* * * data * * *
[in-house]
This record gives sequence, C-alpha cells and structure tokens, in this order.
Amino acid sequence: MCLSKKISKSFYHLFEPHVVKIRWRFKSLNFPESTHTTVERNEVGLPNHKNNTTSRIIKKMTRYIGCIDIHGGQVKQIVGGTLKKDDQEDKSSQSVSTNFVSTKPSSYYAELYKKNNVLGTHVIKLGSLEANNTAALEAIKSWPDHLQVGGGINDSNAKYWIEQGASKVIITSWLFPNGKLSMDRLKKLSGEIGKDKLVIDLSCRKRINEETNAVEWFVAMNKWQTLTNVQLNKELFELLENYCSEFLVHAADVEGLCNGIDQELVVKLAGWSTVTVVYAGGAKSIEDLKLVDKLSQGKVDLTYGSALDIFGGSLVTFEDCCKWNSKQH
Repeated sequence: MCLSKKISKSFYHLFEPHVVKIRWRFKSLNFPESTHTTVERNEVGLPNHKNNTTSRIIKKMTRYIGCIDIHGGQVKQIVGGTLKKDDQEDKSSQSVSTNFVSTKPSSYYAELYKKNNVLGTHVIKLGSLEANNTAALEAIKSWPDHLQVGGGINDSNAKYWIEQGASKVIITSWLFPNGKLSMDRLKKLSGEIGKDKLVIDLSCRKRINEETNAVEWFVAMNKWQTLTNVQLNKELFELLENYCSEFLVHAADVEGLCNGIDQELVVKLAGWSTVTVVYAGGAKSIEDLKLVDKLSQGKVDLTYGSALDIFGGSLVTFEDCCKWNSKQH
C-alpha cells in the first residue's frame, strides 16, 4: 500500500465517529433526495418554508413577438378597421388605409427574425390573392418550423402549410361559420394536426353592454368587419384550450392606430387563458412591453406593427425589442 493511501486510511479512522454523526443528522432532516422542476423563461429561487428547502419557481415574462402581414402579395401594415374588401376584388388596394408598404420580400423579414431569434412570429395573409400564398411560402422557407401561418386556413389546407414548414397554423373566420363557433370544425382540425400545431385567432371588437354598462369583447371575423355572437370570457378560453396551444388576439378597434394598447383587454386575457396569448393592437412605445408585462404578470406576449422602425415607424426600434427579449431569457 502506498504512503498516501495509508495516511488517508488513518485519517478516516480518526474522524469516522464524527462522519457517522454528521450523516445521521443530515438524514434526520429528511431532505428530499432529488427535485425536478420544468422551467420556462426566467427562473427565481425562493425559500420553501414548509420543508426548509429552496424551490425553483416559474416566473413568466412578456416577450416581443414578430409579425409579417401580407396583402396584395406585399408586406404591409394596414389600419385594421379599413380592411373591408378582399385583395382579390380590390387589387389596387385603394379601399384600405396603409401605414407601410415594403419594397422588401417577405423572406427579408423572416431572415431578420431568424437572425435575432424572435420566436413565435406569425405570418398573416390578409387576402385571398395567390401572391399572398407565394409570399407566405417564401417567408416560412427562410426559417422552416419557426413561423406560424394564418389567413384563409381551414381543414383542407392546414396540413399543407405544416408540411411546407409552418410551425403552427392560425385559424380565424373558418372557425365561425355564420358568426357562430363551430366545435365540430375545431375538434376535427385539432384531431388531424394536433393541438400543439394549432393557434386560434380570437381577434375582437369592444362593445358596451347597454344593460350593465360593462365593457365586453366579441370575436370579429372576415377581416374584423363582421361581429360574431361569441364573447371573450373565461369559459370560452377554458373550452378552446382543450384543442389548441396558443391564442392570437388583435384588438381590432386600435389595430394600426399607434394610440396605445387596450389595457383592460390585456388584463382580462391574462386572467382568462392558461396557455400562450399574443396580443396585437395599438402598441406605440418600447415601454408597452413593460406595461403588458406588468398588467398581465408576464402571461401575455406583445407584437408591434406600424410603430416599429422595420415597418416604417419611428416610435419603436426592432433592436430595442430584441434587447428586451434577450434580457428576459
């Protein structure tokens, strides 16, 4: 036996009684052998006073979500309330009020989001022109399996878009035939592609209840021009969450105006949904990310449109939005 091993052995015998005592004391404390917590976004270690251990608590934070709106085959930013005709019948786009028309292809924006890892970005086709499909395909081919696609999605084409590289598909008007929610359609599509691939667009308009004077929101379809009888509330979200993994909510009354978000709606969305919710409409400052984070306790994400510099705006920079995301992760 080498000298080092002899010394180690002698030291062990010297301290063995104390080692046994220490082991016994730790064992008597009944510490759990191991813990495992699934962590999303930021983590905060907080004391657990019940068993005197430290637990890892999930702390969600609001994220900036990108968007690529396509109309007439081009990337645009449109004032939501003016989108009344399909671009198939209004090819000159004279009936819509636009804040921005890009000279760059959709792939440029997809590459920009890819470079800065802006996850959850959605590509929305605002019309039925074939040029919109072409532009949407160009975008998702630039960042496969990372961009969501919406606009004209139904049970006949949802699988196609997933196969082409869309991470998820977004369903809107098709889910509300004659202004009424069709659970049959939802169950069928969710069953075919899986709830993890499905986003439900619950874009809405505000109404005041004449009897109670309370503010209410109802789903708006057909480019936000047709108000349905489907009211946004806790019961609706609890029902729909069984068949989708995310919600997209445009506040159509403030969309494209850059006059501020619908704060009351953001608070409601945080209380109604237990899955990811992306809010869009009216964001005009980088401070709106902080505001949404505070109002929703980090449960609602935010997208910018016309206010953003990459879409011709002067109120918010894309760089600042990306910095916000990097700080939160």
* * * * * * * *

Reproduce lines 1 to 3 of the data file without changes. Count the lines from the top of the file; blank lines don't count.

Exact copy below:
[in-house]
This record gives sequence, C-alpha cells and structure tokens, in this order.
Amino acid sequence: MCLSKKISKSFYHLFEPHVVKIRWRFKSLNFPESTHTTVERNEVGLPNHKNNTTSRIIKKMTRYIGCIDIHGGQVKQIVGGTLKKDDQEDKSSQSVSTNFVSTKPSSYYAELYKKNNVLGTHVIKLGSLEANNTAALEAIKSWPDHLQVGGGINDSNAKYWIEQGASKVIITSWLFPNGKLSMDRLKKLSGEIGKDKLVIDLSCRKRINEETNAVEWFVAMNKWQTLTNVQLNKELFELLENYCSEFLVHAADVEGLCNGIDQELVVKLAGWSTVTVVYAGGAKSIEDLKLVDKLSQGKVDLTYGSALDIFGGSLVTFEDCCKWNSKQH